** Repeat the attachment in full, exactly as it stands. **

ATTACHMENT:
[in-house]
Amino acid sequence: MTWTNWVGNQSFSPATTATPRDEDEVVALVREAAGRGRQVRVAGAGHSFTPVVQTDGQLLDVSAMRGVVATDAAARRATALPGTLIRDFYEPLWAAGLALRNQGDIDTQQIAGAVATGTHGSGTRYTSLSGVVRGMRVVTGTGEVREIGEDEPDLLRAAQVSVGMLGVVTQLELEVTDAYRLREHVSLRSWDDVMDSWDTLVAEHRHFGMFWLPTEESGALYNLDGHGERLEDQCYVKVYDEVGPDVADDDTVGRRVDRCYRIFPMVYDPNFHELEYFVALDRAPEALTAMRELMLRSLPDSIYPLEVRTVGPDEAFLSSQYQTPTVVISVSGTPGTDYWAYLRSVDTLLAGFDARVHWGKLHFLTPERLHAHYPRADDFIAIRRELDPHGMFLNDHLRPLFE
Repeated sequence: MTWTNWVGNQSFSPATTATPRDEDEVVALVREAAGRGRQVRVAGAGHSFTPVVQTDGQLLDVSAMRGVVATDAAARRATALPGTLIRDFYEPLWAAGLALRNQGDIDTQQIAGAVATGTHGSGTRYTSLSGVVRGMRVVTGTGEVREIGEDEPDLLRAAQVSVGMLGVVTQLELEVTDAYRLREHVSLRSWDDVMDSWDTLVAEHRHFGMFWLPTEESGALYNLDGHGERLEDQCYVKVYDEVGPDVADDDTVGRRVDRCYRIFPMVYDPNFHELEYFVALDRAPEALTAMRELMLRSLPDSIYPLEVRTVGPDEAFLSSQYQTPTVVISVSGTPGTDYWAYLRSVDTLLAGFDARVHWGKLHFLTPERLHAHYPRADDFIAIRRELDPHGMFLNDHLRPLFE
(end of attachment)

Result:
[in-house]
Amino acid sequence: MTWTNWVGNQSFSPATTATPRDEDEVVALVREAAGRGRQVRVAGAGHSFTPVVQTDGQLLDVSAMRGVVATDAAARRATALPGTLIRDFYEPLWAAGLALRNQGDIDTQQIAGAVATGTHGSGTRYTSLSGVVRGMRVVTGTGEVREIGEDEPDLLRAAQVSVGMLGVVTQLELEVTDAYRLREHVSLRSWDDVMDSWDTLVAEHRHFGMFWLPTEESGALYNLDGHGERLEDQCYVKVYDEVGPDVADDDTVGRRVDRCYRIFPMVYDPNFHELEYFVALDRAPEALTAMRELMLRSLPDSIYPLEVRTVGPDEAFLSSQYQTPTVVISVSGTPGTDYWAYLRSVDTLLAGFDARVHWGKLHFLTPERLHAHYPRADDFIAIRRELDPHGMFLNDHLRPLFE
Repeated sequence: MTWTNWVGNQSFSPATTATPRDEDEVVALVREAAGRGRQVRVAGAGHSFTPVVQTDGQLLDVSAMRGVVATDAAARRATALPGTLIRDFYEPLWAAGLALRNQGDIDTQQIAGAVATGTHGSGTRYTSLSGVVRGMRVVTGTGEVREIGEDEPDLLRAAQVSVGMLGVVTQLELEVTDAYRLREHVSLRSWDDVMDSWDTLVAEHRHFGMFWLPTEESGALYNLDGHGERLEDQCYVKVYDEVGPDVADDDTVGRRVDRCYRIFPMVYDPNFHELEYFVALDRAPEALTAMRELMLRSLPDSIYPLEVRTVGPDEAFLSSQYQTPTVVISVSGTPGTDYWAYLRSVDTLLAGFDARVHWGKLHFLTPERLHAHYPRADDFIAIRRELDPHGMFLNDHLRPLFE